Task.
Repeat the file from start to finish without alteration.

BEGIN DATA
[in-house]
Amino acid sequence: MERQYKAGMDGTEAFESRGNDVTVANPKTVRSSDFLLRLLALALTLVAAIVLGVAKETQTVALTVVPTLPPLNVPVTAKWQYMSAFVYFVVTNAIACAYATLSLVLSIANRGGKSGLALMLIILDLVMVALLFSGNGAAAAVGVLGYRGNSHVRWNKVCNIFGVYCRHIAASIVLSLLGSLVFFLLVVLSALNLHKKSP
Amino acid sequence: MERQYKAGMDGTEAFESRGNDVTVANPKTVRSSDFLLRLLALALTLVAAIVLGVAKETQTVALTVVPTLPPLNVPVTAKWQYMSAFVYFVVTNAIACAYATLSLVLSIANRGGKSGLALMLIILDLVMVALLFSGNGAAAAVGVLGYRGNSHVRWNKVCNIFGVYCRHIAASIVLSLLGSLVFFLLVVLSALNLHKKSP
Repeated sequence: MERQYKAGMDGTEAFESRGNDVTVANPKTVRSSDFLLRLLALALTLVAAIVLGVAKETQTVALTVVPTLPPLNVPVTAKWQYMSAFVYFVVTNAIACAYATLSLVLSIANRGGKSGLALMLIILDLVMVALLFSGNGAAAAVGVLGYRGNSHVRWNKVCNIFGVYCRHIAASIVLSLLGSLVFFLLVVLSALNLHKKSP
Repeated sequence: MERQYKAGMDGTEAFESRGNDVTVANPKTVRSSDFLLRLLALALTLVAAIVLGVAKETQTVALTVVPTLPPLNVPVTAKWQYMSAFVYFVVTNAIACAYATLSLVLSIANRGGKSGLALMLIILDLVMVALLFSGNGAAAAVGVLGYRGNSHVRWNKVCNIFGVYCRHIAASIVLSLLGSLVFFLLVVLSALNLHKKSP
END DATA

[in-house]
Amino acid sequence: MERQYKAGMDGTEAFESRGNDVTVANPKTVRSSDFLLRLLALALTLVAAIVLGVAKETQTVALTVVPTLPPLNVPVTAKWQYMSAFVYFVVTNAIACAYATLSLVLSIANRGGKSGLALMLIILDLVMVALLFSGNGAAAAVGVLGYRGNSHVRWNKVCNIFGVYCRHIAASIVLSLLGSLVFFLLVVLSALNLHKKSP
Amino acid sequence: MERQYKAGMDGTEAFESRGNDVTVANPKTVRSSDFLLRLLALALTLVAAIVLGVAKETQTVALTVVPTLPPLNVPVTAKWQYMSAFVYFVVTNAIACAYATLSLVLSIANRGGKSGLALMLIILDLVMVALLFSGNGAAAAVGVLGYRGNSHVRWNKVCNIFGVYCRHIAASIVLSLLGSLVFFLLVVLSALNLHKKSP
Repeated sequence: MERQYKAGMDGTEAFESRGNDVTVANPKTVRSSDFLLRLLALALTLVAAIVLGVAKETQTVALTVVPTLPPLNVPVTAKWQYMSAFVYFVVTNAIACAYATLSLVLSIANRGGKSGLALMLIILDLVMVALLFSGNGAAAAVGVLGYRGNSHVRWNKVCNIFGVYCRHIAASIVLSLLGSLVFFLLVVLSALNLHKKSP
Repeated sequence: MERQYKAGMDGTEAFESRGNDVTVANPKTVRSSDFLLRLLALALTLVAAIVLGVAKETQTVALTVVPTLPPLNVPVTAKWQYMSAFVYFVVTNAIACAYATLSLVLSIANRGGKSGLALMLIILDLVMVALLFSGNGAAAAVGVLGYRGNSHVRWNKVCNIFGVYCRHIAASIVLSLLGSLVFFLLVVLSALNLHKKSP